Image caption: The president (L) and biotech billionaire (R) together during the inauguration ceremony

    South Africa’s President Cyril Ramaphosa has opened a new manufacturing plant which will be the first in Africa to produce Covid-19 vaccines from start to finish.

    The Nant-SA facility in Cape Town was an initiative by the US-based, South African-born biotech billionaire Dr Patrick Soon-Shiong.

    It aims to start producing the vaccines within a year and to make a billion doses annually by 2025.

    South African President Cyril Ramaphosa (L) and founder of NantWorks Dr Patrick Soon-Shiong (R) cut a ribbon using giant scissors  during the inauguration of the Nant-SA Vaccine Production Facility in Cape Town, South Africa, 19 January 2022

    South Africa has two other facilities which produce vaccines from semi-finished batches.

    At the opening Mr Ramaphosa said the move showed that the African continent was moving towards self reliance.

    “Africa should no longer be the last in line to access vaccines during pandemics, we shouldn’t be going cap in hand begging for vaccines.”

  9. Poaching boss jailed for 30 years in Mozambique

    Jose Tembe

    BBC News, Maputo

    A rhino in Kruger Park, which borders Mozambique
    Image caption: Rhino horns are made of keratin - the same substance as fingernails

    A court in Mozambique has sentenced the leader of a poaching gang to 30 years in prison.

    Judges in Maputo Province found Admiro Chauque guilty of illegal possession of weapons, and numerous poaching offences in southern Mozambique, as well as in South Africa's Kruger National Park.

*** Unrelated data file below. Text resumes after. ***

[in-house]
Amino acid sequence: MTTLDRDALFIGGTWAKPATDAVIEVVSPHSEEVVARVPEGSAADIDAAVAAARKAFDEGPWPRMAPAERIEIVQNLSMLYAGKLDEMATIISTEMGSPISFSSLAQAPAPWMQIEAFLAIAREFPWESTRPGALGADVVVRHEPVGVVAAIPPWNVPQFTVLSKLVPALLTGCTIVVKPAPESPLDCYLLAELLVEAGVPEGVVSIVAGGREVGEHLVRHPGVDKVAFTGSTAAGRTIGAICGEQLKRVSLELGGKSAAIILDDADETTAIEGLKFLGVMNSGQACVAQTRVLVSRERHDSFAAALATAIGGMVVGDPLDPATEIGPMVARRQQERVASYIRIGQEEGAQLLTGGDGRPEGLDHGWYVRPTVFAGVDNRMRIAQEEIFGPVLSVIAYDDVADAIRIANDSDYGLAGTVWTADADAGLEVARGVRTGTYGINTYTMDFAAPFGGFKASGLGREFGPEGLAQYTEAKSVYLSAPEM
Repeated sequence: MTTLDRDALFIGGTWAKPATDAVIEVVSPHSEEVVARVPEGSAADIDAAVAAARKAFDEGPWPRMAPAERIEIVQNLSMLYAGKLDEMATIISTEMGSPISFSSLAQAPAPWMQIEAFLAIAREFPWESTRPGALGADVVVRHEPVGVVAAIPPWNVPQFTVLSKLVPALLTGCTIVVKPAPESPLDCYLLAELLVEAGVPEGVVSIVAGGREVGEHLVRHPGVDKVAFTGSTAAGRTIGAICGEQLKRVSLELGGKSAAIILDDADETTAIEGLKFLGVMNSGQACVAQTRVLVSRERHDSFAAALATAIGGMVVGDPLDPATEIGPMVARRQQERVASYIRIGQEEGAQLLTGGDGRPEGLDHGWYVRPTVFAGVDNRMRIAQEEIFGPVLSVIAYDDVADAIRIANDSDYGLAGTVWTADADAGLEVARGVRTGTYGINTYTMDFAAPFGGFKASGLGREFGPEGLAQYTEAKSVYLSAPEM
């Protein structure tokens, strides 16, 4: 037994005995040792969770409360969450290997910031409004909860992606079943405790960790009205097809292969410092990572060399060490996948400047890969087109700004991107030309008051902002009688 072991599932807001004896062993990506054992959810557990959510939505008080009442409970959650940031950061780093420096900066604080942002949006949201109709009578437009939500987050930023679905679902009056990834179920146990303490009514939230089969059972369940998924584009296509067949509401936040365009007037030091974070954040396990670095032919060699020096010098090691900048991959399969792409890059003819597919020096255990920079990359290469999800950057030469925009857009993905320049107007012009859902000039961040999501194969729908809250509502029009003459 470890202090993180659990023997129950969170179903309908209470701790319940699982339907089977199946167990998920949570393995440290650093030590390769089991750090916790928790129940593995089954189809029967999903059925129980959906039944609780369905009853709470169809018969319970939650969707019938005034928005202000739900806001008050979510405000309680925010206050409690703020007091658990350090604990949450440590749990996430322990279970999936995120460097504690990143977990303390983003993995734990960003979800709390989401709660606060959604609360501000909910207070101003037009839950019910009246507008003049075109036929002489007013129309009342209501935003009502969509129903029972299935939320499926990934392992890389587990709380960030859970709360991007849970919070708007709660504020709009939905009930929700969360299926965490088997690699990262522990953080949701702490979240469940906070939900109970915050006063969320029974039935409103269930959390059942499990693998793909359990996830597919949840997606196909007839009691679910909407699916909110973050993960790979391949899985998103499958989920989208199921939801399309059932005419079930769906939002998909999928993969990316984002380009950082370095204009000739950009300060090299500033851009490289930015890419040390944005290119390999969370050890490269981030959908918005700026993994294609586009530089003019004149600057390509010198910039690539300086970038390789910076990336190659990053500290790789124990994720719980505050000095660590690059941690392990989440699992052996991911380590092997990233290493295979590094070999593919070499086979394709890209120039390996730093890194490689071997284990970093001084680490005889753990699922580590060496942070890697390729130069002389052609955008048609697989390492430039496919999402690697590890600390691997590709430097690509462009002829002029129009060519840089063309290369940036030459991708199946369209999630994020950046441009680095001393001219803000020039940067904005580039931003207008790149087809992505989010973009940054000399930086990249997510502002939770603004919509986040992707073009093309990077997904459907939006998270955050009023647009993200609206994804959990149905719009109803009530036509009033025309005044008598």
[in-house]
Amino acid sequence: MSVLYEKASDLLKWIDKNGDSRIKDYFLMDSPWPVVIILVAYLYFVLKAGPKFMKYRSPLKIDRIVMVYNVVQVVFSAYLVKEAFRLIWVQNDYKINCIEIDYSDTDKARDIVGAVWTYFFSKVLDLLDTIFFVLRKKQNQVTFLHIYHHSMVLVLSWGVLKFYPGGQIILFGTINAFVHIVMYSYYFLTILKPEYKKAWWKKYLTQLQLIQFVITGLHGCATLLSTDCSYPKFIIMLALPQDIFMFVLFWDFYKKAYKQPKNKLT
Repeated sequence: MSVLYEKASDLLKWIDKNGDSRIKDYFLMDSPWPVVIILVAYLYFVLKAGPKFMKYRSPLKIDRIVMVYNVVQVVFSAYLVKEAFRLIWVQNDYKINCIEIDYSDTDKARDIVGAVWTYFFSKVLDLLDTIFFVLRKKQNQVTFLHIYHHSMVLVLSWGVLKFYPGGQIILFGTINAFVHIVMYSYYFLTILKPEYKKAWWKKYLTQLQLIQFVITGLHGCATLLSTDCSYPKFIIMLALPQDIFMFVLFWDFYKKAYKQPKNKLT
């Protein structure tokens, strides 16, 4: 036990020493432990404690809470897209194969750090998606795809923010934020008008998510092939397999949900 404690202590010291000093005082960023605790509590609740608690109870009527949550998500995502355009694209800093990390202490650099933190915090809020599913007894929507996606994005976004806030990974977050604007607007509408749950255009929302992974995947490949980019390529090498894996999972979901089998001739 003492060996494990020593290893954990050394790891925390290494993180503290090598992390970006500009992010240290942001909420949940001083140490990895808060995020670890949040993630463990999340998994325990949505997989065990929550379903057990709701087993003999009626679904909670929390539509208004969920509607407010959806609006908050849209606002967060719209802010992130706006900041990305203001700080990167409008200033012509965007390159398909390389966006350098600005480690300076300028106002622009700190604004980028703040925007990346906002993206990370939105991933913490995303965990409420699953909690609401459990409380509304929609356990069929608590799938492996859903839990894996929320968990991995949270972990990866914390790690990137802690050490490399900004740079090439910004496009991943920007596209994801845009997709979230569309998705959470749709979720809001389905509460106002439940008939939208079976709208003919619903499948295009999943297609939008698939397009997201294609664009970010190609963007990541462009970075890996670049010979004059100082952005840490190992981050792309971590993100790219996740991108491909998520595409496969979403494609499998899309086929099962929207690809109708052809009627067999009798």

He was arrested trying to poach rhinos in May last year.

    There is a strong demand for rhino horn in China and Vietnam.

    The court also gave a nine-year sentence to a man who was caught laying traps to catch animals in Maputo National Park.

    In recent years the judiciary in Mozambique has imposed heavy penalties on poachers and people transporting the protected animals.

  10. Ethiopia's iconic resistance singer Nuho Gobana dies

    Ameyu Etana

    BBC Afaan Oromoo

    Ethiopians are mourning pioneering musician Nuho Gobana, who has died aged 74 after a long career that saw him produce timeless classics, including many songs urging the Oromo people to find their strength and unite to demand change.

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    The Oromo ethnic group, despite being Ethiopia’s largest, was marginalised by successive Ethiopian rulers until Prime Minister Abiy Ahmed came to power a few years ago.

    Nuho had been ill for some time - and when his fans realised the seriousness of his situation a few months ago, they bought him a house in Adama, east of the capital, Addis Ababa, where he died on Tuesday night.

    During the Marxist military dictatorship of the 1980s, the musician left Ethiopia, living as a refugee in a number of countries including Djibouti, Saudi Arabia, and Canada.

    ''Back then, Nuho was doing songs to empower his people. His music was easily memorable,'' his long-time friend and notable musician Elemo Ali recalls of their life in Saudi Arabia.

    Another of his friends, Abdo Alisho, has spoken of how powerful his songs were: “They made you love your country. Nuho lived for his people.”

    He went on to influence younger Oromo singers like Hachalu Hundessa, who was killed in 2020 and whose songs had become anthems in a wave of protests that led to the downfall of Mr Abiy’s predecessor.

    Nuho didn’t just sing in Afaan Oromoo, writing lyrics in other Ethiopian languages and in Arabic when he was abroad.

    Speaking to the BBC from his hospital bed two years ago, the musician had the same message to his fans: ''Keep your unity strong.''

    One of his most famous songs was Tokkummaa, which means unity in Afaan Oromoo - and which was also the title of a popular Hachalu hit.